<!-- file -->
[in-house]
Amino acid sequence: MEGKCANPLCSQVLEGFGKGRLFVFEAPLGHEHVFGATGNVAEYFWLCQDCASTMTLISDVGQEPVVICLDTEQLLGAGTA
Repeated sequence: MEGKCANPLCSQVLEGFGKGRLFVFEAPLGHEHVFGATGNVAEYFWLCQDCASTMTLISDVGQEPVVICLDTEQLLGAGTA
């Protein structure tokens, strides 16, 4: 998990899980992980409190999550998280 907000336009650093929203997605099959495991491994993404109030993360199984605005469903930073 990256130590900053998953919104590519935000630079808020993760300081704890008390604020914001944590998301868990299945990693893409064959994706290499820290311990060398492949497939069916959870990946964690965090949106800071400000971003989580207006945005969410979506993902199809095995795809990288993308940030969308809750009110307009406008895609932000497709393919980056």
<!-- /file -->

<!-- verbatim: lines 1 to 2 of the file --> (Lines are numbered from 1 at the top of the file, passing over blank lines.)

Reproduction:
[in-house]
Amino acid sequence: MEGKCANPLCSQVLEGFGKGRLFVFEAPLGHEHVFGATGNVAEYFWLCQDCASTMTLISDVGQEPVVICLDTEQLLGAGTA